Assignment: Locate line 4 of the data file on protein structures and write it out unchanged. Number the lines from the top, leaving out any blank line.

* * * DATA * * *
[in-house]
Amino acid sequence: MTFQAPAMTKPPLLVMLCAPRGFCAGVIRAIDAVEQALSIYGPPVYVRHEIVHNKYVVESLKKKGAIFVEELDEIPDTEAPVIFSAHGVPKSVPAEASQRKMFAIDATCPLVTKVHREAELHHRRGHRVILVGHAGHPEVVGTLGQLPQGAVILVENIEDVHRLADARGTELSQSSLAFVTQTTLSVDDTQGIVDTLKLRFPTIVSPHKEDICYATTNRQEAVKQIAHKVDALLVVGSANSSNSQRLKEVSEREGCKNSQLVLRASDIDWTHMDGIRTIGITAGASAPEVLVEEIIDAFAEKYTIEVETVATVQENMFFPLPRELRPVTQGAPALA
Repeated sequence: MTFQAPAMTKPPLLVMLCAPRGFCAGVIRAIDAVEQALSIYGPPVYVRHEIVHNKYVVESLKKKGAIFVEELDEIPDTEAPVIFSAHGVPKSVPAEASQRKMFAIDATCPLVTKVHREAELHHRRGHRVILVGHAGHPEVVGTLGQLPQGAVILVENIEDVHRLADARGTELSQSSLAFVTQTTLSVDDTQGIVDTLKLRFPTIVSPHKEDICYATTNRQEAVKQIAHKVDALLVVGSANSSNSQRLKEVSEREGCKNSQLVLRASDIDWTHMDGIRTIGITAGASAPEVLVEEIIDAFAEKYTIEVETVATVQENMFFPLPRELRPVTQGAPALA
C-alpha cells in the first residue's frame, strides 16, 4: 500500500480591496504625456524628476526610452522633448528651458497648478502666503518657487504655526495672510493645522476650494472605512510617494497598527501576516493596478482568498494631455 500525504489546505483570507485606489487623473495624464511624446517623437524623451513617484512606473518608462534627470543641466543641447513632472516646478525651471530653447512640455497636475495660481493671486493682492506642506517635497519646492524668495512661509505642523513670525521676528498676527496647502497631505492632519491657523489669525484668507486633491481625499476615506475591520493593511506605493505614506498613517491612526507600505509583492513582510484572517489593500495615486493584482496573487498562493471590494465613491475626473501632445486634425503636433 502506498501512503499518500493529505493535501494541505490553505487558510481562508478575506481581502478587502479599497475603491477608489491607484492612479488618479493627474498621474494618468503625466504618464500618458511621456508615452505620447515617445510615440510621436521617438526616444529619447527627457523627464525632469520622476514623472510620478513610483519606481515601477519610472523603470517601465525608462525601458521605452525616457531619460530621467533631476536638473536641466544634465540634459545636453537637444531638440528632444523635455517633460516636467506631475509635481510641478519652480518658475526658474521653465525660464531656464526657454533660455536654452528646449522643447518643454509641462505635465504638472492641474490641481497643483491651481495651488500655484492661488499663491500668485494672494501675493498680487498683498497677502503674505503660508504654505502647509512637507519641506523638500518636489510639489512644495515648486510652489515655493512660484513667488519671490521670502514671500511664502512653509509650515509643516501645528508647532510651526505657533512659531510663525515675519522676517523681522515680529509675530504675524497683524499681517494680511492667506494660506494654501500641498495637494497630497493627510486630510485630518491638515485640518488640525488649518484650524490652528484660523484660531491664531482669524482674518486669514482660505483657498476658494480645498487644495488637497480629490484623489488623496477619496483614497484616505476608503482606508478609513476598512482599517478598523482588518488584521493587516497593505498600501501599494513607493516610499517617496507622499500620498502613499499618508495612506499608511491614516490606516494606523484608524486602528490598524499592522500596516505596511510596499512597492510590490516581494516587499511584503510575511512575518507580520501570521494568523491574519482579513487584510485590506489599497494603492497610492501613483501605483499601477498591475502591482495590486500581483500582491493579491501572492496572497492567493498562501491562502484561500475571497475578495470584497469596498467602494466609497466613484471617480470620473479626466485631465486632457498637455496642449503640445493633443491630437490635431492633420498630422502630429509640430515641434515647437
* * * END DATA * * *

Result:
C-alpha cells in the first residue's frame, strides 16, 4: 500500500480591496504625456524628476526610452522633448528651458497648478502666503518657487504655526495672510493645522476650494472605512510617494497598527501576516493596478482568498494631455 500525504489546505483570507485606489487623473495624464511624446517623437524623451513617484512606473518608462534627470543641466543641447513632472516646478525651471530653447512640455497636475495660481493671486493682492506642506517635497519646492524668495512661509505642523513670525521676528498676527496647502497631505492632519491657523489669525484668507486633491481625499476615506475591520493593511506605493505614506498613517491612526507600505509583492513582510484572517489593500495615486493584482496573487498562493471590494465613491475626473501632445486634425503636433 502506498501512503499518500493529505493535501494541505490553505487558510481562508478575506481581502478587502479599497475603491477608489491607484492612479488618479493627474498621474494618468503625466504618464500618458511621456508615452505620447515617445510615440510621436521617438526616444529619447527627457523627464525632469520622476514623472510620478513610483519606481515601477519610472523603470517601465525608462525601458521605452525616457531619460530621467533631476536638473536641466544634465540634459545636453537637444531638440528632444523635455517633460516636467506631475509635481510641478519652480518658475526658474521653465525660464531656464526657454533660455536654452528646449522643447518643454509641462505635465504638472492641474490641481497643483491651481495651488500655484492661488499663491500668485494672494501675493498680487498683498497677502503674505503660508504654505502647509512637507519641506523638500518636489510639489512644495515648486510652489515655493512660484513667488519671490521670502514671500511664502512653509509650515509643516501645528508647532510651526505657533512659531510663525515675519522676517523681522515680529509675530504675524497683524499681517494680511492667506494660506494654501500641498495637494497630497493627510486630510485630518491638515485640518488640525488649518484650524490652528484660523484660531491664531482669524482674518486669514482660505483657498476658494480645498487644495488637497480629490484623489488623496477619496483614497484616505476608503482606508478609513476598512482599517478598523482588518488584521493587516497593505498600501501599494513607493516610499517617496507622499500620498502613499499618508495612506499608511491614516490606516494606523484608524486602528490598524499592522500596516505596511510596499512597492510590490516581494516587499511584503510575511512575518507580520501570521494568523491574519482579513487584510485590506489599497494603492497610492501613483501605483499601477498591475502591482495590486500581483500582491493579491501572492496572497492567493498562501491562502484561500475571497475578495470584497469596498467602494466609497466613484471617480470620473479626466485631465486632457498637455496642449503640445493633443491630437490635431492633420498630422502630429509640430515641434515647437